Not to be outdone by fellow prepaid telco Virgin Mobile, Boost Mobile is said to soon start carrying Apple’s iPhone 5s and iPhone 5c handsets. According to EVLeaks, the Irvine, California headquartered Boost Mobile should start selling both new iPhones soon on its no-contract unlimited monthly plan with Shrinking Payments.
Again, Boost is a prepaid carrier so they’ll be likely selling full-price, unsubsidized handsets with plans probably starting at around $50 per month, decreasing every six months until the plan pricing hits $35…
EVLeaks tweeted out the press image top of post, accompanied by the “they’re coming” message. The teaser image does not indicate whether or not Boost Mobile has plans to offer the iPhone 4s as well.
Boost Mobile has 4G network and is a Sprint property, so expect those iPhone 5s/5c units to be CDMA devices. Note that EVLeaks is a very reliable source which leaks information pertaining to the upcoming devices.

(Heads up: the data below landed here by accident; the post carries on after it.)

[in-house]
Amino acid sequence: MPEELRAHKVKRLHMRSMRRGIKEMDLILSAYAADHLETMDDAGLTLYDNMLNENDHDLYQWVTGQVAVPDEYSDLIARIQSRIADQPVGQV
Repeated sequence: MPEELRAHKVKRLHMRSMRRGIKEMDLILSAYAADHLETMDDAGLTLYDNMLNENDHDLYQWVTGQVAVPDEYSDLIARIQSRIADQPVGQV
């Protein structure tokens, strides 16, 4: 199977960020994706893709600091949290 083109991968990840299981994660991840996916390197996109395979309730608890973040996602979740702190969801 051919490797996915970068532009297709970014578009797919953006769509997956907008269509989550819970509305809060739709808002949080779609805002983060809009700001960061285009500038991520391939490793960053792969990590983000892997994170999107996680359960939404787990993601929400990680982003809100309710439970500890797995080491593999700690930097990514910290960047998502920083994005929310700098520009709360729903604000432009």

Now, Boost Mobile was supposed to start carrying prepaid iPhone 5 last year, but the rumor never came true. EVLeaks in April 2013 hinted that the iPhone will be going prepaid on Boost Mobile “later this year”.
The carrier’s $50 a month plan includes unlimited talk, text and data and comes with Shrinking Payments, allowing folks to pay their bills on time in order to reduce their monthly costs each month.
According to today’s rumor, Shrinking Payments will work with the new iPhones.
Last week, nine regional United States wireless carriers announced October 1 iPhone 5s/5c availability as Tim Cook & Co. work around the clock to bring the new handsets to as many carriers as quickly as possible.
Fellow prepaid wireless provider, Virgin Mobile – also owned by Sprint – was quick to tease contract-free iPhone 5s/5c on its website. Not only will Boost Mobile be competing with Virgin Mobile, but other prepaid carriers that have been carrying iPhones for quite some time, including Cricket and Walmart’s Straight Talk.
The nation’s #2 telco AT&T this summer acquired Cricket’s parent, Leap Wireless for $1.2 billion.